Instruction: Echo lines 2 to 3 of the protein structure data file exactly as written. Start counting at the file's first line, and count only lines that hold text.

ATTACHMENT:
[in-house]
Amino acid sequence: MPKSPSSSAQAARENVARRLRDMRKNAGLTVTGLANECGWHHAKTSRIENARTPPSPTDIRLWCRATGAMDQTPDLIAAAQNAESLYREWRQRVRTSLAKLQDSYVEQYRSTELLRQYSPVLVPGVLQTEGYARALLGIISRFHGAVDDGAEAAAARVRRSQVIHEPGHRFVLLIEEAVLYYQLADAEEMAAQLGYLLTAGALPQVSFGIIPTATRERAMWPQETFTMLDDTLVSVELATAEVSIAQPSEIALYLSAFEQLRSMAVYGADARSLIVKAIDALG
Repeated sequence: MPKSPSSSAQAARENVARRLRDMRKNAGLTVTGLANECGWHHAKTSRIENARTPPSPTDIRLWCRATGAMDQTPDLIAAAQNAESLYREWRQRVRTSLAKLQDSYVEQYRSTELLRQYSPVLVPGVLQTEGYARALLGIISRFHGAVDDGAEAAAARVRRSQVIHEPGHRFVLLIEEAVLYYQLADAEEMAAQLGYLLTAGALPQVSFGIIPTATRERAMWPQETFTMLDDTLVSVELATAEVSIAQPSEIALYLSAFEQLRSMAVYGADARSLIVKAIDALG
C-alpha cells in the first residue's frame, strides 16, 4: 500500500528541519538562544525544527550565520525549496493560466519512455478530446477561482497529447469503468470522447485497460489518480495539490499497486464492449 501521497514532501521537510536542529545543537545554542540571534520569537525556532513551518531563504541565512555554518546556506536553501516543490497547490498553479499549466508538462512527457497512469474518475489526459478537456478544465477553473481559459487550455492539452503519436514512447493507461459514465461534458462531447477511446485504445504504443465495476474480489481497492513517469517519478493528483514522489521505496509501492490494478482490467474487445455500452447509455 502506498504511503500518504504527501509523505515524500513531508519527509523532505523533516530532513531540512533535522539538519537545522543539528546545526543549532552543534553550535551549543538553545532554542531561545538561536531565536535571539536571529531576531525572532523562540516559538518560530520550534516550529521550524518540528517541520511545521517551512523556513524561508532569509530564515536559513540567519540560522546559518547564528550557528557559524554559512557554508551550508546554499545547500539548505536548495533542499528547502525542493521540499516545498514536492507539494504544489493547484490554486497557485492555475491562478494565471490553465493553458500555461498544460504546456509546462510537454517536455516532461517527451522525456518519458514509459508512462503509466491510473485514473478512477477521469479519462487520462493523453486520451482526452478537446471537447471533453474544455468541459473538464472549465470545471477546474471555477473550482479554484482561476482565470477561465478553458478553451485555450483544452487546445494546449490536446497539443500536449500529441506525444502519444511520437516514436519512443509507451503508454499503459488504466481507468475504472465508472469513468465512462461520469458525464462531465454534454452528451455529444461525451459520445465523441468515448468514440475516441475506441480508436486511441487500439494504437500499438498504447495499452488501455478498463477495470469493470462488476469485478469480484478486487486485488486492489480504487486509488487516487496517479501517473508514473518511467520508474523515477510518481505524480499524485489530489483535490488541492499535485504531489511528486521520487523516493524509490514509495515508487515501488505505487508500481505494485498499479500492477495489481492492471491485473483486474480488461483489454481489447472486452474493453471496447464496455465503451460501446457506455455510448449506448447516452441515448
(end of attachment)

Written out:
Amino acid sequence: MPKSPSSSAQAARENVARRLRDMRKNAGLTVTGLANECGWHHAKTSRIENARTPPSPTDIRLWCRATGAMDQTPDLIAAAQNAESLYREWRQRVRTSLAKLQDSYVEQYRSTELLRQYSPVLVPGVLQTEGYARALLGIISRFHGAVDDGAEAAAARVRRSQVIHEPGHRFVLLIEEAVLYYQLADAEEMAAQLGYLLTAGALPQVSFGIIPTATRERAMWPQETFTMLDDTLVSVELATAEVSIAQPSEIALYLSAFEQLRSMAVYGADARSLIVKAIDALG
Repeated sequence: MPKSPSSSAQAARENVARRLRDMRKNAGLTVTGLANECGWHHAKTSRIENARTPPSPTDIRLWCRATGAMDQTPDLIAAAQNAESLYREWRQRVRTSLAKLQDSYVEQYRSTELLRQYSPVLVPGVLQTEGYARALLGIISRFHGAVDDGAEAAAARVRRSQVIHEPGHRFVLLIEEAVLYYQLADAEEMAAQLGYLLTAGALPQVSFGIIPTATRERAMWPQETFTMLDDTLVSVELATAEVSIAQPSEIALYLSAFEQLRSMAVYGADARSLIVKAIDALG